A special class of algorithmic trading is "high-frequency trading" (HFT), in which computers make elaborate decisions to initiate orders based on information that is received electronically, before human traders are capable of processing the information they observe.
A third of all European Union and United States stock trades in 2006 were driven by automatic programs, or algorithms, according to Boston-based financial services industry research and consulting firm Aite Group. As of 2009, HFT firms account for 73% of all US equity trading volume.
In 2006 at the London Stock Exchange, over 40% of all orders were entered by algo traders, with 60% predicted for 2007. American markets and European markets generally have a higher proportion of algo trades than other markets, and estimates for 2008 range as high as an 80% proportion in some markets. Foreign exchange markets also have active algo trading (about 25% of orders in 2006). Futures and options markets are considered to be fairly easily integrated into algorithmic trading, with about 20% of options volume expected to be computer generated by 2010. Bond markets are moving toward more access to algorithmic traders.
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First post "propers", and thanks to Mike et al for the opportunity to be here...
IMO Until the SEC creates a larger barrier for entry (a la PDT rule), I don't see that happening. When I looked into futures trading a few years ago all the talk was there about Algos and HFTs killing the little guys, retail being a suckers game, go prop or go home, etc. In spite of this, I'm here along with plenty of others, retailing away...
Ultimately, I believe that trading is a great opportunity. And until they take that opportunity away, there will always be people willing to take the risk.
Today everything is fine. I was just wondering what would happen if the computers began to almost entirely compete with computers.
The attachment shows companies with computerized trading that are near the Carrier
Hotel in New York City (where the internet's physical wires themselves come into the city) receiving data 8 microseconds ahead of the other companies at the lower left of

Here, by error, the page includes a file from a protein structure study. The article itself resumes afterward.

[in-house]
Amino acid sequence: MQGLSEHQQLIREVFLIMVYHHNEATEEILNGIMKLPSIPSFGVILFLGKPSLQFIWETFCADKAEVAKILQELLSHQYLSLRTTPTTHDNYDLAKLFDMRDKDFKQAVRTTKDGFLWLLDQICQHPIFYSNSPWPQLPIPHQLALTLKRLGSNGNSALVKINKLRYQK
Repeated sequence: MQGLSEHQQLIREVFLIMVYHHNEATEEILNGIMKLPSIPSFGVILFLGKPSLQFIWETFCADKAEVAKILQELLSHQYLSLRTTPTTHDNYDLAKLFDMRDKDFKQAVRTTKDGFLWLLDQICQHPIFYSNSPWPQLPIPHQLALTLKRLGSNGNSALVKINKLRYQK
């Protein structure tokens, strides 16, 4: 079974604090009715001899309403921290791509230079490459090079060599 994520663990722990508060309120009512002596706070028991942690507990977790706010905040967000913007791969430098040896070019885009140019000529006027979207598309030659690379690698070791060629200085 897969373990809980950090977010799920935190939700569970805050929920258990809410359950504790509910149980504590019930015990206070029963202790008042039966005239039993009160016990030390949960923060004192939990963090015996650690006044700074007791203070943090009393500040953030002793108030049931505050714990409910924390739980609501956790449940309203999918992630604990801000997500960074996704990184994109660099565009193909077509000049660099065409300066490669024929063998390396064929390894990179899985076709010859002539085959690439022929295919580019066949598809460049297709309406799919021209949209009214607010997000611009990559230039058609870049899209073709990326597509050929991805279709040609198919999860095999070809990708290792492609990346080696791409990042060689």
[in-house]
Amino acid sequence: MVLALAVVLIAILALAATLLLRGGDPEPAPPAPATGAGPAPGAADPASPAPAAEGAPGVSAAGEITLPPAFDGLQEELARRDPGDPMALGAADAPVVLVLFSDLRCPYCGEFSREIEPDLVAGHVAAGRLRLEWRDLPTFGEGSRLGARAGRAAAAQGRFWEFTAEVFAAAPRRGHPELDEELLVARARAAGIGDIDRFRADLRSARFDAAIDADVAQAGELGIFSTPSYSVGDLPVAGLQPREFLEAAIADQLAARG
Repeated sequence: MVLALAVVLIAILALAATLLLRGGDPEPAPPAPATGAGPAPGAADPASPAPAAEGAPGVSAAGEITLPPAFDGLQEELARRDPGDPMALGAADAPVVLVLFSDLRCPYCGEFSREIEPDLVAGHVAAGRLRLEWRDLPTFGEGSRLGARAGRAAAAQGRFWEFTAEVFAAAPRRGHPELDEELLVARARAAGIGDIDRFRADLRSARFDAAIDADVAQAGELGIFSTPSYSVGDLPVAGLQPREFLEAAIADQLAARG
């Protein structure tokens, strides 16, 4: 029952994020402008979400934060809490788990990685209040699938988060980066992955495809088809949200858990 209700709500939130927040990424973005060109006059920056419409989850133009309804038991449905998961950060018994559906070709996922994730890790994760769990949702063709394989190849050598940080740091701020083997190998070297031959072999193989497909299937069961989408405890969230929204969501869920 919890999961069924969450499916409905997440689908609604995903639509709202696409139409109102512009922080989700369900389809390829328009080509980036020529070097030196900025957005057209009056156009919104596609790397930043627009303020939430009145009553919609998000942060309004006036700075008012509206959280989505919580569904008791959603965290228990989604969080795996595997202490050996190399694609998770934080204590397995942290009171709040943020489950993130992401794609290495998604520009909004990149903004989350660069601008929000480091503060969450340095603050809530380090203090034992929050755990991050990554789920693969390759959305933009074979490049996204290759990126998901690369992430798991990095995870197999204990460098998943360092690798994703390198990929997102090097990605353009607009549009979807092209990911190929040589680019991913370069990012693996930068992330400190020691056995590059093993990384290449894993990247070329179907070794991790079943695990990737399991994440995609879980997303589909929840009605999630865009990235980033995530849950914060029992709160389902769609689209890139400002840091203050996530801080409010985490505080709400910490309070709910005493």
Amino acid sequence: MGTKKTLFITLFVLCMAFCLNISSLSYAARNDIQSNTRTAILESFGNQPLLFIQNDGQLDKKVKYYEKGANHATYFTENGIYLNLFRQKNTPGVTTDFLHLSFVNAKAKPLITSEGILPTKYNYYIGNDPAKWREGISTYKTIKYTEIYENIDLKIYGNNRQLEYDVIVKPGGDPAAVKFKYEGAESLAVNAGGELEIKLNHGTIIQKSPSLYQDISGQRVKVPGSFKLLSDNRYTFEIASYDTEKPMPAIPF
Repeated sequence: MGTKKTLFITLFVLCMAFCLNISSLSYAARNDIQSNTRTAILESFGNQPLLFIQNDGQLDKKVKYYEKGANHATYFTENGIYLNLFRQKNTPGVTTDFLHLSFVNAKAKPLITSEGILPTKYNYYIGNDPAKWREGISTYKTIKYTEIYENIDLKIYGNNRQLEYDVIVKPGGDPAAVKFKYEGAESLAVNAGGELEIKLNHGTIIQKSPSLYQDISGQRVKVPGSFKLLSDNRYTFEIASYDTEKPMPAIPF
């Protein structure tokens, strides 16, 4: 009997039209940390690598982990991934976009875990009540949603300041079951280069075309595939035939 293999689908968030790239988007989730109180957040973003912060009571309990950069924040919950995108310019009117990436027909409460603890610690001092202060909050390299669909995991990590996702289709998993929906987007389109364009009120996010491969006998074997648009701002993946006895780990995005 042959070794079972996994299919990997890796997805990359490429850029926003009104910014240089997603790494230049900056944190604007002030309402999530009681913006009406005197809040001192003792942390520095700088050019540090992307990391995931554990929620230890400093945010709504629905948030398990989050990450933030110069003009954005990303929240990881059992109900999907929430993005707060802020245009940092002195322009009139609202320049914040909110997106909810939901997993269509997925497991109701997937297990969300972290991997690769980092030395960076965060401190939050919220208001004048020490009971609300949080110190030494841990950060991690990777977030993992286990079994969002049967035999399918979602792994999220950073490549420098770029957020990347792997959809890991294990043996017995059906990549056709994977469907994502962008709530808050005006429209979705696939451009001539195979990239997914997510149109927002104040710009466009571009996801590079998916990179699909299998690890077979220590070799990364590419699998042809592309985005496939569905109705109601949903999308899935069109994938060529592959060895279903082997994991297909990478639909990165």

the image. Supposedly this actually makes a difference. (So computers are up against computers already to
Maybe in time the volatility that exists at the <.1 second time frame will increase greatly. I don't think many
home traders will be trading if there are twenty 10 tick moves in a futures contract occurring every second.
For one thing, what company is going to be able to provide data that is so so close to real time? I mean
<5 microseconds of delay. Even if you got the data that fast, the trades from your home to your broker would
take many microseconds to get there.
The daily volatility could still remain the same though. A daily graph of the 6E, or whatever, would/could have
the same average daily range over XXX trading days. The daily graph wouldn't necessarily change, though
intraday trading would be almost impossible for the average Joe at home.
I'm not saying I really believe this is the way things will be. It's just loose talk.
(Attachment lifted from video below. 10:42 point of video to the end of video is relevant.
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anyone remember Assembler language?, on the IBM 360/370 series mainframe?, long before there was a Unix? Actually the mainframe languages were all based off the Bell Labs original operating systems languages we have come to know as UNIX, including the IBM variants upon which they based their mainframe languages and operating systems.
One variant of the HFT's black box methods are the hard coding of their instruction sets in the equivalent of Assembler at the microchip level. What this does is achieve an operating state of: "as close to the BIOS (basic input output system) level". What that does to the uninformed, is cut out about three essential middle-men and makes doing the same tasks infinitely faster than any other application, especially those using an operating system, a programming language, a hosting facility (server platform), and such. By locating their trading concepts on the hardware layer, in micro-code (assembler equivalent), there are no servers involved. As such, by building their customized black boxes and locating them in the co-location facility, you can only begin to understand what that video was alluding to, in terms of "that's proprietary".
Really it isn't.
What I am concerned with, is, is anyone following the WSJ series of recent articles following the SEC's inquiry progress into how these HFT's and alternate broker/exchanges operate? Many of them use deception in lieu of full disclosure of their posted prices, so that this claimed: "we add liquidity and do the markets a tremendous service", are really false statements and they're doing just the opposite.
They say that shinning light into the dark, seedy underside of politics is the only way to cleanse, well, it appears the same is happening with these HFT's.